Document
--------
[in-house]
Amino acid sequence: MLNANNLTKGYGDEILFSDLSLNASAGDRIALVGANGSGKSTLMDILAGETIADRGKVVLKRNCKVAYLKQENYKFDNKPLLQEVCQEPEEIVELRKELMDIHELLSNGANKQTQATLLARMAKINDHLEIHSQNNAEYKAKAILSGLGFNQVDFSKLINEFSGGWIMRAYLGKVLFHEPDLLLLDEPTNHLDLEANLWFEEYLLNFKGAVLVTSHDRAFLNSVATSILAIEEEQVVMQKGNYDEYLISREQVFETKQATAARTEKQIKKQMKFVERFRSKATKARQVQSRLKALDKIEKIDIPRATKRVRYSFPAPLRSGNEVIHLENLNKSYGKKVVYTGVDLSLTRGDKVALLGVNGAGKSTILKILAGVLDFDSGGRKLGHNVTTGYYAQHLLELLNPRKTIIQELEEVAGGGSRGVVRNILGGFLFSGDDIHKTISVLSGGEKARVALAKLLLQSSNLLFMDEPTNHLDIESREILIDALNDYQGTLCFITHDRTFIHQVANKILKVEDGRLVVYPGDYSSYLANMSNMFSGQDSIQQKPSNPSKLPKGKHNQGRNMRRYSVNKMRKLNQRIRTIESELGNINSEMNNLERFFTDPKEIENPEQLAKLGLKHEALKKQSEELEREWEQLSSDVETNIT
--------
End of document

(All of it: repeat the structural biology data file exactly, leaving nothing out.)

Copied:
[in-house]
Amino acid sequence: MLNANNLTKGYGDEILFSDLSLNASAGDRIALVGANGSGKSTLMDILAGETIADRGKVVLKRNCKVAYLKQENYKFDNKPLLQEVCQEPEEIVELRKELMDIHELLSNGANKQTQATLLARMAKINDHLEIHSQNNAEYKAKAILSGLGFNQVDFSKLINEFSGGWIMRAYLGKVLFHEPDLLLLDEPTNHLDLEANLWFEEYLLNFKGAVLVTSHDRAFLNSVATSILAIEEEQVVMQKGNYDEYLISREQVFETKQATAARTEKQIKKQMKFVERFRSKATKARQVQSRLKALDKIEKIDIPRATKRVRYSFPAPLRSGNEVIHLENLNKSYGKKVVYTGVDLSLTRGDKVALLGVNGAGKSTILKILAGVLDFDSGGRKLGHNVTTGYYAQHLLELLNPRKTIIQELEEVAGGGSRGVVRNILGGFLFSGDDIHKTISVLSGGEKARVALAKLLLQSSNLLFMDEPTNHLDIESREILIDALNDYQGTLCFITHDRTFIHQVANKILKVEDGRLVVYPGDYSSYLANMSNMFSGQDSIQQKPSNPSKLPKGKHNQGRNMRRYSVNKMRKLNQRIRTIESELGNINSEMNNLERFFTDPKEIENPEQLAKLGLKHEALKKQSEELEREWEQLSSDVETNIT